It’s not really a shed, it’s a hangar, but it is French, and packed with Citroen loveliness ranging from the late forties to the millennium. Citromuseum is just off the Route Napoleon, on the outskirts of Castellane, Incredibly, it is one man’s personal collection built up over a lifetime.

Henri Fradet set himself a mission goal. To collect the very best original, unrestored examples of post war production Citroens and preserve them. Over a hundred cars later, it’s fair to say he did just that.


His love affair with the marque began as an impoverished university student. Budget wheels came in the shape of a rough and ready 2CV that Henri stripped down and made roadworthy. In doing so he became enamoured with his tin escargot and the design philosophy of the Citroen brand. Subsequent success as an electrical engineer allowed Henri to become an aficionado of all things sporting the double chevron.

He scoured France and all of Europe for superlative examples.He sent out adverts, stalked dealerships and built an international network of like minded fans who provided tip offs. sometimes waiting decades for a special car to add to his stash. It includes the oldest known surviving DS – number 32 off the 1955 production line, as well as, surely, the finest CX25 Prestige turbo in the world, a garage queen purchased with less than 300KM from new.


Citroen ephemera decorates the hangar from design sketches to advertising. Nearly every car has an information board on when and where it was found, the mileage or kilometres covered, and its previous history.Henri maintains the cars in carefully preserved running order with fastidious attention to detail- even the wiper blades are lifted from the windscreen by the careful application of wine corks. The back stories of the cars can be fascinating, from one careful owner barn finds, to a Norwegian 2cv Sahara,used as a back country work hack and preserved by the frigid environment.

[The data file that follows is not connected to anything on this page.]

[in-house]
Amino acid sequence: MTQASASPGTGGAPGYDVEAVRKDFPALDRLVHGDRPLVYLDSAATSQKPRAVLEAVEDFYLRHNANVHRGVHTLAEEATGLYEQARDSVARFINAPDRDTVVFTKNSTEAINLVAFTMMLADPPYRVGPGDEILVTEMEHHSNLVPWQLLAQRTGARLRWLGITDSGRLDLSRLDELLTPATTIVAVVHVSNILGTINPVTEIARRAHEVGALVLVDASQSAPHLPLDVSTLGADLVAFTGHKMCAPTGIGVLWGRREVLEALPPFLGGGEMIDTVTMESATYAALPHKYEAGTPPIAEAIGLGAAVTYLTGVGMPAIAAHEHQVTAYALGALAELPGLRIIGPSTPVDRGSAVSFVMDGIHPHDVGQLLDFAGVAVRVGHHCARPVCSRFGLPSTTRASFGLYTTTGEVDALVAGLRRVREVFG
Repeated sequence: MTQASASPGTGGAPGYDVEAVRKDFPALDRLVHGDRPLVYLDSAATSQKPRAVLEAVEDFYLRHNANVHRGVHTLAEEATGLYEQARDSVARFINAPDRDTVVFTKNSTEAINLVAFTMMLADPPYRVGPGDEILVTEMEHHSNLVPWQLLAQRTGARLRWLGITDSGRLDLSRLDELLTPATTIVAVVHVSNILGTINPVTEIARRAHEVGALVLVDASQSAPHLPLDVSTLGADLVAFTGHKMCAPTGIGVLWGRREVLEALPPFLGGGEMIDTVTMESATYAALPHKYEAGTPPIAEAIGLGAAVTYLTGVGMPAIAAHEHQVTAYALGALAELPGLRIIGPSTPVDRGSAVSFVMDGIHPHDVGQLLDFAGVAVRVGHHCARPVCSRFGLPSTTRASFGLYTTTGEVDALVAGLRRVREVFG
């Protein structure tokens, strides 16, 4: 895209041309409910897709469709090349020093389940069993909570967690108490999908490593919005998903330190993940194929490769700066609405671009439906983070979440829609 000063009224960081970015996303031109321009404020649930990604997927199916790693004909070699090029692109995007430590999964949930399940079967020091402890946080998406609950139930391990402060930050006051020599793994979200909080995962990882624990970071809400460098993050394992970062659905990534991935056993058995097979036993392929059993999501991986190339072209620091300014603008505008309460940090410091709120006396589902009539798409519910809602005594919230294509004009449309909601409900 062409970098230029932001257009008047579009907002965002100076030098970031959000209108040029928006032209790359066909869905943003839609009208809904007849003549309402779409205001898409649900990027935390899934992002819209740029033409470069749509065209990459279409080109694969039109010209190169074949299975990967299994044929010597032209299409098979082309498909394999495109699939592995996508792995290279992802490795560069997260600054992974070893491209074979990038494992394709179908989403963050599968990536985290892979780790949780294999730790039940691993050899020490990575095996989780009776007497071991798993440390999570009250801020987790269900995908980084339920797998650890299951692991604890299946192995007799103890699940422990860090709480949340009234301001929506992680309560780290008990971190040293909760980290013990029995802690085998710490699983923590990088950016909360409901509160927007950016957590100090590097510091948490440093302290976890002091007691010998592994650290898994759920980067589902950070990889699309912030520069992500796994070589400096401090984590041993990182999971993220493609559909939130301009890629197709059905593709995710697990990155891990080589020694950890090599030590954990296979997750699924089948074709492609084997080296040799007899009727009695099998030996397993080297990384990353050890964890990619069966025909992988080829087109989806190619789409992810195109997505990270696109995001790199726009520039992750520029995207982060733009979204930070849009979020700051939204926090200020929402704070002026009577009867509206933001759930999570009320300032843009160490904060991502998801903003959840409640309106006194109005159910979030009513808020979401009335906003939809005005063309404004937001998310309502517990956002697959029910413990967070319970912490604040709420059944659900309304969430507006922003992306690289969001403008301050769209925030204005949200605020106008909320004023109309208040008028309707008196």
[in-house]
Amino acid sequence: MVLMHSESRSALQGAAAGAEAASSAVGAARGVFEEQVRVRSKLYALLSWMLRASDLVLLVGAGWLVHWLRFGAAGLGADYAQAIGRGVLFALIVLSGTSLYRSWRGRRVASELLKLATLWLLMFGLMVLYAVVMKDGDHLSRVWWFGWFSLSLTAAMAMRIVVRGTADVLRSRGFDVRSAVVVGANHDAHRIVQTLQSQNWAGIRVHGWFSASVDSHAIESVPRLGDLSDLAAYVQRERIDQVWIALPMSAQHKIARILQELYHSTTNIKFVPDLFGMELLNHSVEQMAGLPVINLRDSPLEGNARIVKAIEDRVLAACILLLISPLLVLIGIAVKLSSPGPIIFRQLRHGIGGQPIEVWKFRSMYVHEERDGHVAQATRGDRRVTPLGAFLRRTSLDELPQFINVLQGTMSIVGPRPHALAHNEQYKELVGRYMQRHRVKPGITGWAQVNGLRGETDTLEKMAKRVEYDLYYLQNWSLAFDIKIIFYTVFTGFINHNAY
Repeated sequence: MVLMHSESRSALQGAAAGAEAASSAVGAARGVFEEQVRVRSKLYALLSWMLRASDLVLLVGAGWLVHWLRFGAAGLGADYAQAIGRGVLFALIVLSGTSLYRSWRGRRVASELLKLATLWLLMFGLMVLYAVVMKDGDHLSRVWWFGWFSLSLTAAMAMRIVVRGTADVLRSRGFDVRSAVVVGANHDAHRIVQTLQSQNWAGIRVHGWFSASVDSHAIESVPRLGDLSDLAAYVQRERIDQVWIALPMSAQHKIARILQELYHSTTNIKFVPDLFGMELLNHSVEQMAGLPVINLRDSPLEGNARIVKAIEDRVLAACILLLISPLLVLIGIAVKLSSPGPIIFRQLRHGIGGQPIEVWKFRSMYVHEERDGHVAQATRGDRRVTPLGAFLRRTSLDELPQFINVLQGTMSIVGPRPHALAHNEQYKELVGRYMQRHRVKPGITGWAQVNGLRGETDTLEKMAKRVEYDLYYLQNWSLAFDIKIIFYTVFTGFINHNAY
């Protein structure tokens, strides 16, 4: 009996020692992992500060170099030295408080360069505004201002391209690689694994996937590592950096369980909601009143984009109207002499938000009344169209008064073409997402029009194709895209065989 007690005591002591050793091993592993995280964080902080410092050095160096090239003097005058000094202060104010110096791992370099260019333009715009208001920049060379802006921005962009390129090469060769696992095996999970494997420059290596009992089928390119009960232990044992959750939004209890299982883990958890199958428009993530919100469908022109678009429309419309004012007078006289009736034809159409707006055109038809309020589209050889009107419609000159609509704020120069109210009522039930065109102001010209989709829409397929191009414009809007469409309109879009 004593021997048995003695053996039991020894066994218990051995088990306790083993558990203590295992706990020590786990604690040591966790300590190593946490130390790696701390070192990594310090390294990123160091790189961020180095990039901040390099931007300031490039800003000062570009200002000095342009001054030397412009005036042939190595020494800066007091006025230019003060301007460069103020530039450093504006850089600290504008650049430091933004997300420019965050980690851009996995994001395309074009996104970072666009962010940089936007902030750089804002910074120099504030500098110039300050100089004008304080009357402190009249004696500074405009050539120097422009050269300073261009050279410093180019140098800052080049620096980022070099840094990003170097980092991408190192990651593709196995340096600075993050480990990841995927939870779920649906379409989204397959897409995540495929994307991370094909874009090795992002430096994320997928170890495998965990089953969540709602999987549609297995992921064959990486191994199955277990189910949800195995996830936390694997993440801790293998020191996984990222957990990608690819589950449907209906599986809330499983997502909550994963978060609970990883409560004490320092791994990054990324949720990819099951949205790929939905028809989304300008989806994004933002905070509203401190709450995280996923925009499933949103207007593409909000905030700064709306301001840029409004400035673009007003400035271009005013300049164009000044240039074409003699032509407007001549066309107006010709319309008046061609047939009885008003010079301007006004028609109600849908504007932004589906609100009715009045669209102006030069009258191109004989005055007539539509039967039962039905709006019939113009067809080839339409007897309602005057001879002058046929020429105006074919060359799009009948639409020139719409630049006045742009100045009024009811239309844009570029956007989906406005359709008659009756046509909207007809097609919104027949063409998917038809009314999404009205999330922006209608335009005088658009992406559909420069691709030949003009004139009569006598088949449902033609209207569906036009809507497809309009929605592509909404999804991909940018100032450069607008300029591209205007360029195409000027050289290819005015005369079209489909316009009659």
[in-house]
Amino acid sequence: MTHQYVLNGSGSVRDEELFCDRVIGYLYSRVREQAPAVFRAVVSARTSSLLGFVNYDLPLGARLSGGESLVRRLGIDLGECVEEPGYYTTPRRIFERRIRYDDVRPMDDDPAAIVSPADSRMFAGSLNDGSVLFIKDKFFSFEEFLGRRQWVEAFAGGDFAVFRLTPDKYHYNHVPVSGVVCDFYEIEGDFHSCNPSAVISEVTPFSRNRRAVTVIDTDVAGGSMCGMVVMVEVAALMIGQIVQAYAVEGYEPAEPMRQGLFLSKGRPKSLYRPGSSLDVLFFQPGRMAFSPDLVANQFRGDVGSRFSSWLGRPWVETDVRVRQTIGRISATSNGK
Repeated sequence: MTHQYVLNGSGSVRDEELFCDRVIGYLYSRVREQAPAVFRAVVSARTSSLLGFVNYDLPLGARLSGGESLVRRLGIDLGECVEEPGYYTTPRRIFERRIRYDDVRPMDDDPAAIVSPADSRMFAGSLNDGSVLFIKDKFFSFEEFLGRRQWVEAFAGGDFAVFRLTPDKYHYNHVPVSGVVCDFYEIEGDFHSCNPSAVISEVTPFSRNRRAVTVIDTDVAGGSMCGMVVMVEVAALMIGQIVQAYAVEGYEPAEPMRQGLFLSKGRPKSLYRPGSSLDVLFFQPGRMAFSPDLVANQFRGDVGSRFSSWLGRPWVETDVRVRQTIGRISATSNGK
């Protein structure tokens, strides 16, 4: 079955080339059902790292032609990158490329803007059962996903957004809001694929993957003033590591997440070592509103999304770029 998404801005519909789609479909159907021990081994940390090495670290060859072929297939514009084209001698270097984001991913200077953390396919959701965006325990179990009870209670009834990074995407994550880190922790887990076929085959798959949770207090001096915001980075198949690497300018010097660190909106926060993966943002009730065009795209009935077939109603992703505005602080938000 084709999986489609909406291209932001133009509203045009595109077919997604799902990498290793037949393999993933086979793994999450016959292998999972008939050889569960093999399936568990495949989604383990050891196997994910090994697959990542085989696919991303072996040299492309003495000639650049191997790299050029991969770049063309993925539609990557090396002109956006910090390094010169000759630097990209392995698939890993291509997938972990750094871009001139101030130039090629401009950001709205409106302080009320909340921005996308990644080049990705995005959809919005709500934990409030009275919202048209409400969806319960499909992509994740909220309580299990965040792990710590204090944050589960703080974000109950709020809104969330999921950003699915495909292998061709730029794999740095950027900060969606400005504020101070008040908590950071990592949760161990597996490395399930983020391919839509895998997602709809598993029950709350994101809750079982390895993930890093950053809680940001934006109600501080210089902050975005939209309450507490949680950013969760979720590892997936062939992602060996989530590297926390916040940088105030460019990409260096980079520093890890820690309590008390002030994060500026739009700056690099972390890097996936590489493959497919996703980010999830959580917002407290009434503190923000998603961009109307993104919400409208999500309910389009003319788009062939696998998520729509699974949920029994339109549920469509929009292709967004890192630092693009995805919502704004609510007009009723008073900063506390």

If you are a fan of Citroen cars  you will be able to geek out on the diverse model variants and trim packages or on a simpler level,  just enjoy the spectacle of one man’s shed full to the brim with quality used classics.



The collection is only open to the public during the summer months. On a hot day in Provence the Citromuseum makes for a cool escape. Be warned though, exposure can activate a latent desire for something from the Citroen back catalogue.

www.citromuseum.com

images Steve Swanson

About The Author

Steve Swanson

Steve turns any opportunity to write about cars into a roadtrip. It's seen him ride shotgun in a Bentley Blower with Clive Cussler, and cross paths with automotive YouTubers in Canada and the US. His work has been published in Magneto, Classic Cars, Classic American and some magazines that no MotorPunk reader has ever heard of. When he's not writing or driving you can find him kicking tyres at seedy auctions and hawking junk optimistically described as Automobilia

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